Sussex Dragonfly Group

Golden-ringed Dragonfly
Cordulegaster boltonii (Donovan, 1807)
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Suborder: Anisoptera
Family: Cordulegastridae

Golden-ringed Dragonfly
Cordulegaster boltonii

Suborder: Anisoptera
Family: Cordulegastridae

Thanks to its long ovipositor, the female is actually our longest dragonfly (84mm, 3½ inches), though it is much slimmer than the Emperor. Perhaps because of its superficial likeness to a giant wasp, this species gave rise to the old folk name for a dragonfly - horse-stinger! On the black abdomen the yellow markings look like rings.

Cordulegaster boltonii
1 / 5
ovipositing female
Photo: David Sadler
Cordulegaster boltonii
2 / 5
female
Photo: David Sadler
Cordulegaster boltonii
3 / 5
male
Photo: David Sadler
Cordulegaster boltonii
4 / 5
male
Photo: Simon Linington
Cordulegaster boltonii
5 / 5
male
Photo: Simon Linington

More images

National status
Common in southern England, Wales, the Lake District and western Scotland.

Status in Sussex
Scarce. Mostly confined to Wealden Greensand and across the High Weald, most prominently on Ashdown Forest. Records suggest recent consolidation along the catchment of the Western Rother and expansion into the Low Weald along the upper Ouse.

Distribution at 1km scale

Cordulegaster boltonii distribution (all)
Cordulegaster boltonii distribution pre 1980
Cordulegaster boltonii distribution 1980 - 1989
Cordulegaster boltonii distribution 1990 - 1999
Cordulegaster boltonii distribution 2000 - 2009
Cordulegaster boltonii distribution 2010 - 2019
Cordulegaster boltonii distribution 2010 on

Historical records
Unwin (1853) appears to have been the first to record this species, in 1853 in the Brighton area. Furley (1931) reported that it was seen most years in July at Arundel. In the supposedly more suitable habitat of Ashdown Forest, it was not recorded until the 1920s (Chelmick 1979). Elsewhere in Sussex, records have always been somewhat localised. There were no records from the Wealden Greensand from the 1965-1978 survey (Chelmick 1979).

Flight times
Mid June - early September. There has been little obvious change in flight times during the decade to 2020.

Phenology (adult)

Cordulegaster boltonii phenology (all)
Cordulegaster boltonii phenology pre 1980
Cordulegaster boltonii phenology 1980 - 1989
Cordulegaster boltonii phenology 1990 - 1999
Cordulegaster boltonii phenology 2000 - 2009
Cordulegaster boltonii phenology 2010 - 2019
Cordulegaster boltonii phenology 2010 on
Cordulegaster boltonii habitat
1 / 1
Golden ringed Damselfly habitat at Old Lodge, Ashdown Forest
Photo: Simon Linington

Habitat
Lake outfalls and moderate to fast flowing streams with a gravel or silt bottom. May feed in woodland, as long as there are some clear, open areas.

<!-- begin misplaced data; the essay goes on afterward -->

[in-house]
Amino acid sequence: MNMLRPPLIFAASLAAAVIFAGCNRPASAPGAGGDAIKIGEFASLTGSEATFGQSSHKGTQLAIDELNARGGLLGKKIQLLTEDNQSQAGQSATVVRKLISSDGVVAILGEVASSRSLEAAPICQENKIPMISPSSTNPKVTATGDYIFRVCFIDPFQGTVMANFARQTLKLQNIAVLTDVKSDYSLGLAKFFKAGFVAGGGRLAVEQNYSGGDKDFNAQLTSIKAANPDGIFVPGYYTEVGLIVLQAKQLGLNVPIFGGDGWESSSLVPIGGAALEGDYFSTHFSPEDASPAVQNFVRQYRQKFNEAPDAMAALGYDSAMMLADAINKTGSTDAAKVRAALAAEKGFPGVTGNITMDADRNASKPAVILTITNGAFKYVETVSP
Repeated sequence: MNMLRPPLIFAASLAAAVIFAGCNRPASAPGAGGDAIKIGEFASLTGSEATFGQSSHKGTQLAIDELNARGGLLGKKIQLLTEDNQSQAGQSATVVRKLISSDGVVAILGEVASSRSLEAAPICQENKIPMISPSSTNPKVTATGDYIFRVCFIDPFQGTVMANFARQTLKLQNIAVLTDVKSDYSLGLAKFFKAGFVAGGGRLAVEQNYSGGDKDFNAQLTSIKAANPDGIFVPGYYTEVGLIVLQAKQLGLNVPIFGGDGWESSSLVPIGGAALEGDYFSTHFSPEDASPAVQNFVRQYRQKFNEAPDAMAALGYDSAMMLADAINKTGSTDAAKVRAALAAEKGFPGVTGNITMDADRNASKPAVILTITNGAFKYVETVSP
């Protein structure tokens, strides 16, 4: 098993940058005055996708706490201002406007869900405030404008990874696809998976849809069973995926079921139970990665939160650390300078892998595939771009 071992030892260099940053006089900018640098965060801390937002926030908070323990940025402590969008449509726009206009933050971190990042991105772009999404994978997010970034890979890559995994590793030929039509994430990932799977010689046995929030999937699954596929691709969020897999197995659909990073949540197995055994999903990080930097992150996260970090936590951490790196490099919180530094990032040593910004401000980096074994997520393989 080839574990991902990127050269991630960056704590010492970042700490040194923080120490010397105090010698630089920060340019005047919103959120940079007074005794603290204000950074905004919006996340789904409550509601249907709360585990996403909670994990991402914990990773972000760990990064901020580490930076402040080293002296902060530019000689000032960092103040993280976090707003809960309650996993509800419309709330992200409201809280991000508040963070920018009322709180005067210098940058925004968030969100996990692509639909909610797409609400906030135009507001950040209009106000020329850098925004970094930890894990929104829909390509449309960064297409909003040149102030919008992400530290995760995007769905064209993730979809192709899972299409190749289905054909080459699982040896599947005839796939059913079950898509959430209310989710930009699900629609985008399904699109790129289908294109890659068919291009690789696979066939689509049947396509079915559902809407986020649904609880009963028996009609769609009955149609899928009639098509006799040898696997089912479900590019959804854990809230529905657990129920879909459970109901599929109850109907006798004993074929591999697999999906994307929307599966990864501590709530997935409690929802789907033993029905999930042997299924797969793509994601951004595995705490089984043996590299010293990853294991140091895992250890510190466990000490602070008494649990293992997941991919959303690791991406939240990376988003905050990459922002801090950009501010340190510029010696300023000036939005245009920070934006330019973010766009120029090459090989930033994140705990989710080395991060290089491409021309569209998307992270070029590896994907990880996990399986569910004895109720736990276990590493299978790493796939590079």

Conservation
This species depends on the presence of open heathland. Removing coniferous plantations (and their dense shade) could help extend the number of sites it frequents.

Similar species
Seen well, there should be no difficulty in identifying this distinctly long, black and yellow dragonfly with green eyes.

Thanks to its long ovipositor, the female is actually our longest dragonfly (84mm, 3½ inches), though it is much slimmer than the Emperor. Perhaps because of its superficial likeness to a giant wasp, this species gave rise to the old folk name for a dragonfly - horse-stinger! On the black abdomen the yellow markings look like rings.

Cordulegaster boltonii
1 / 5
ovipositing female
Photo: David Sadler
Cordulegaster boltonii
2 / 5
female
Photo: David Sadler
Cordulegaster boltonii
3 / 5
male
Photo: David Sadler
Cordulegaster boltonii
4 / 5
male
Photo: Simon Linington
Cordulegaster boltonii
5 / 5
male
Photo: Simon Linington

National status
Common in southern England, Wales, the Lake District and western Scotland.

Status in Sussex
Scarce. Mostly confined to Wealden Greensand and across the High Weald, most prominently on Ashdown Forest. Records suggest recent consolidation along the catchment of the Western Rother and expansion into the Low Weald along the upper Ouse.

Distribution at 1km scale

Cordulegaster boltonii distribution (all)
Cordulegaster boltonii distribution bre 1980
Cordulegaster boltonii distribution 1980 - 1989
Cordulegaster boltonii distribution 1990 - 1999
Cordulegaster boltonii distribution 2000 - 2009
Cordulegaster boltonii distribution 2010 - 2019
Cordulegaster boltonii distribution 2020 on

Historical records
Unwin (1853) appears to have been the first to record this species, in 1853 in the Brighton area. Furley (1931) reported that it was seen most years in July at Arundel. In the supposedly more suitable habitat of Ashdown Forest, it was not recorded until the 1920s (Chelmick 1979). Elsewhere in Sussex, records have always been somewhat localised. There were no records from the Wealden Greensand from the 1965-1978 survey (Chelmick 1979).

Flight times
Mid June - early September. There has been little obvious change in flight times during the decade to 2020.

Phenology (adult)

Cordulegaster boltonii phenology (all)
Cordulegaster boltonii phenology pre 1980
Cordulegaster boltonii phenology 1980 - 1989
Cordulegaster boltonii phenology 1990 - 1999
Cordulegaster boltonii phenology 2000 - 2009
Cordulegaster boltonii phenology 2010 - 2019
Cordulegaster boltonii phenology 2020 on
Cordulegaster boltonii habitat
1 / 1
Golden ringed Damselfly habitat at Old Lodge, Ashdown Forest
Photo: Simon Linington

Habitat
Lake outfalls and moderate to fast flowing streams with a gravel or silt bottom. May feed in woodland, as long as there are some clear, open areas.

Conservation
This species depends on the presence of open heathland. Removing coniferous plantations (and their dense shade) could help extend the number of sites it frequents.

Similar species
Seen well, there should be no difficulty in identifying this distinctly long, black and yellow dragonfly with green eyes.